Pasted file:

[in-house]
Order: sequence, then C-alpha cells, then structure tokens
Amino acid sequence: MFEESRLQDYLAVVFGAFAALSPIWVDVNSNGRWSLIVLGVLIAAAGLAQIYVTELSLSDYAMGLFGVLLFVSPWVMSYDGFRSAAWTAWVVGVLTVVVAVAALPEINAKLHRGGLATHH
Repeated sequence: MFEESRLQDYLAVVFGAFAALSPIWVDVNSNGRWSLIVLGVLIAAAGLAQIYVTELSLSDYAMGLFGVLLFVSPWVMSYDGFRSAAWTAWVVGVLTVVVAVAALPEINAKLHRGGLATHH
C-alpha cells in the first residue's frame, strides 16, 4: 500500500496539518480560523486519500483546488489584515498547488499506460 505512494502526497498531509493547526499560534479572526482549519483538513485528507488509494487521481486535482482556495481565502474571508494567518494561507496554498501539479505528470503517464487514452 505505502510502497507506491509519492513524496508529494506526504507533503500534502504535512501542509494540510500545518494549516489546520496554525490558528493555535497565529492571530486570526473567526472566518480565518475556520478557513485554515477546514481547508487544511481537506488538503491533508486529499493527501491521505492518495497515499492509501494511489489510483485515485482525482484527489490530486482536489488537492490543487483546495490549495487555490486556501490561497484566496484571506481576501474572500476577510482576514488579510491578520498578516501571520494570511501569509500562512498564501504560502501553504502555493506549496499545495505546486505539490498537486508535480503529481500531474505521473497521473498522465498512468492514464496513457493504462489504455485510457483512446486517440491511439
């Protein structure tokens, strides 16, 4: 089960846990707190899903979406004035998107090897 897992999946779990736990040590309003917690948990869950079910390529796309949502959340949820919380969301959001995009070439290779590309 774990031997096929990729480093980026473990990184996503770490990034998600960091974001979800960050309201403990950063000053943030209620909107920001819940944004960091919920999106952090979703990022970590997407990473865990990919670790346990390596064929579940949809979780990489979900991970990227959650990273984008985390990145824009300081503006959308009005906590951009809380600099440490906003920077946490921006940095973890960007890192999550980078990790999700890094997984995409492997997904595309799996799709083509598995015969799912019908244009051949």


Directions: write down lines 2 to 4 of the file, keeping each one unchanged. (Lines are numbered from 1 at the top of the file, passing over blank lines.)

Order: sequence, then C-alpha cells, then structure tokens
Amino acid sequence: MFEESRLQDYLAVVFGAFAALSPIWVDVNSNGRWSLIVLGVLIAAAGLAQIYVTELSLSDYAMGLFGVLLFVSPWVMSYDGFRSAAWTAWVVGVLTVVVAVAALPEINAKLHRGGLATHH
Repeated sequence: MFEESRLQDYLAVVFGAFAALSPIWVDVNSNGRWSLIVLGVLIAAAGLAQIYVTELSLSDYAMGLFGVLLFVSPWVMSYDGFRSAAWTAWVVGVLTVVVAVAALPEINAKLHRGGLATHH